Applicants to programs with multiple intakes in an academic year remain in the application pool until the last intake for that academic year has begun. Programs using the FQFA process receive applications year round and maintain an application pool for each academic year. Qualified applicants who are not offered a seat must reapply for the next academic year.
Sponsored programs or programs targeted to specific groups do not accept applications year round or maintain an application pool.
See Admission Processes for more information about this method of admission.
Tuition and feesEstimates are based on current rates and are subject to change. Amounts for a program may vary by campus. Totals shown here include all mandatory fees as well as approximate cost for books and supplies. Visit the Tuition and Fees web page for a complete breakdown of tuition and fees for this program.
2023-24 academic year
Year 1 - $9,360
Year 2 - $9,100
Get credit for what you know
Prior Learning Assessment and Recognition
Saskatchewan Polytechnic recognizes that adults learn in many different ways. This includes acquiring knowledge and skills through life and work experience or non-formal training.
See link(s) below to get more information about PLAR.
- Candidate Guide
- Candidate Guide (Department of Arts and Sciences courses)
- communications, mathematics, sciences, social sciences
- More about PLAR
Transfer credit options vary over time; this information is subject to change. Transfer credit options for this program include:
Credit toward a Bachelor of Science degree in Environmental Biology, University of Regina (this joint diploma/degree requires five additional semesters of university study in Biology and Environmental Studies). If you would like to complete this joint diploma/degree, you:
- may enrol in the University of Regina portion first and then transfer to Saskatchewan Polytechnic, or enrol in this program first and then transfer to the University of Regina
- must register with both Saskatchewan Polytechnic and the University of Regina at the onset of your program (to ensure minimal delay when transferring between the two institutions)
For more information about the joint Integrated Resource Management diploma and degree program, contact Scott Lipsit at Saskatchewan Polytechnic (telephone: 306-765-1635) or Dr. Mark Brigham at the University of Regina (telephone: 306-585-4255).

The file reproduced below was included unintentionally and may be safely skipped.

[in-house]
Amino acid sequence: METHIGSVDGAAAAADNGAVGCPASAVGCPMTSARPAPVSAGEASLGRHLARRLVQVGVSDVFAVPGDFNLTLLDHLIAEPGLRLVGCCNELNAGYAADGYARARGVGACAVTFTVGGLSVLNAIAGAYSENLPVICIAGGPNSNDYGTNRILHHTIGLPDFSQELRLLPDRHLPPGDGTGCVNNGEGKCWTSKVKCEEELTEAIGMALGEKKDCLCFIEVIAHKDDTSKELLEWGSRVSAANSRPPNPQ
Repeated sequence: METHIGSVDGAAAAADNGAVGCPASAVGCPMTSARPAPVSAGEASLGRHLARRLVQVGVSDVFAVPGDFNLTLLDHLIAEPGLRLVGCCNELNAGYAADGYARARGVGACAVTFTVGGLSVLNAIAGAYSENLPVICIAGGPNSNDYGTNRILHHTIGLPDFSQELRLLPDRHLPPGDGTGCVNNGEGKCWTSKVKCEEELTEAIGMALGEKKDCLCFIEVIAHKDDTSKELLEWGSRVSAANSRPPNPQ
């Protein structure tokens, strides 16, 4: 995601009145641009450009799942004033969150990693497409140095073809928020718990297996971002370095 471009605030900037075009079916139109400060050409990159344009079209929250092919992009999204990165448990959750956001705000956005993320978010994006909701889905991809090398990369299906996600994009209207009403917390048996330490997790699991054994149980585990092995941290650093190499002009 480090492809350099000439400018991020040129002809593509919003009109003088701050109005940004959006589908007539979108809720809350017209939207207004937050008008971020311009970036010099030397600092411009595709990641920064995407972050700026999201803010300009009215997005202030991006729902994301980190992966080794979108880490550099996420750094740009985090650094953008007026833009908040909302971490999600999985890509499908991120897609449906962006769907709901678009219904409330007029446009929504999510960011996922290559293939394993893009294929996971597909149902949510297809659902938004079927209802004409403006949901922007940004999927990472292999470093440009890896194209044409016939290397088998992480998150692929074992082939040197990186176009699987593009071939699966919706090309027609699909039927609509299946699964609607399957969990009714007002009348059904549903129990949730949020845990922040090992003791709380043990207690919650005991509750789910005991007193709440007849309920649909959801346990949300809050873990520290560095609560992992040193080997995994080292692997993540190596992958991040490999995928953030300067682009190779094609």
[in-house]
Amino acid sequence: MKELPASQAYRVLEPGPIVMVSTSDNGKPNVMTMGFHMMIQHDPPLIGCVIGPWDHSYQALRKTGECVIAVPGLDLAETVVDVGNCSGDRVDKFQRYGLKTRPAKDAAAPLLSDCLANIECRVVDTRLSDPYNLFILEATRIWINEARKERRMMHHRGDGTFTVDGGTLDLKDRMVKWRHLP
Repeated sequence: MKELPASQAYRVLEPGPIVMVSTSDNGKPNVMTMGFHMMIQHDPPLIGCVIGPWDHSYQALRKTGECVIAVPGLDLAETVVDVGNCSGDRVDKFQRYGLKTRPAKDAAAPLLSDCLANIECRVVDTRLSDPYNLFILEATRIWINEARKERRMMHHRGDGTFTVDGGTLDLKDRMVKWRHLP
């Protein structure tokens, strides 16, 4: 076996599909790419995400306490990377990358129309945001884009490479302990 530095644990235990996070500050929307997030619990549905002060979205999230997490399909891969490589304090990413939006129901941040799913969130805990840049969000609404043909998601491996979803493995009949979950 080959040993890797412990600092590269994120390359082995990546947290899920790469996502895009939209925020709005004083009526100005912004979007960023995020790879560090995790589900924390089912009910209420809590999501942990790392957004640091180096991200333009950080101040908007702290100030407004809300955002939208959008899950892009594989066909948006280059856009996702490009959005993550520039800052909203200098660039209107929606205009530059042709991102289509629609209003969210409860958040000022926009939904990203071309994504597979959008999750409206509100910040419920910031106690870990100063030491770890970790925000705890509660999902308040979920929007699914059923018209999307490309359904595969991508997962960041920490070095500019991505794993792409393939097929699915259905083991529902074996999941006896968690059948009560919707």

As well, graduates may be eligible to obtain 33 credits toward a Bachelor of Science in Forestry or a Bachelor of Science in Forest Business Management at the University of Alberta.
|Lakeland College||Graduates of this program may be eligible for admission to Lakeland College's Bachelor of Applied Science: Environmental Management (BAppSc) Degree program.|
Royal Roads University
|Royal Roads University agrees to facilitate full block transfer of student(s) from Sask Polytech with appropriate prerequisite qualifications into BS Environmental Science, BS Environmental Practice, and BA Environmental Practice|
|University of Regina||Graduates of this program may be granted 60 hours of block transfer credit towards the BSc and BSc Honours in Environmental Biology.|
|University of Regina/First Nations University of Canada||Graduates having completed a maximum of 60 credit hours from the Integrated Resource Management diploma program at Sask Polytech with a minimum GPA of 60% may be admitted into the Bachelor of Arts in Resource and Environmental Studies at the University of Regina and First Nations University of Canada.|
Thanks to the generosity of donors and alumni, Saskatchewan Polytechnic gives away more than $2 million in student awards during the academic year.
Saskatchewan Polytechnic offers student awards for every certificate and diploma program at every campus. Not all student awards are based on marks - some are based on financial need or things like community or volunteer involvement.
North American Wildlife Technology Association (NAWTA), second year of a three year accreditation; Association of Saskatchewan Professional Forester (ASFP); Canadian Institute of Forestry
Our program is the only one in Saskatchewan accredited by the North American Wildlife Technologist Association (NAWTA). When you graduate, you’re recognized by NAWTA as an accredited practitioner in fish and wildlife management procedures.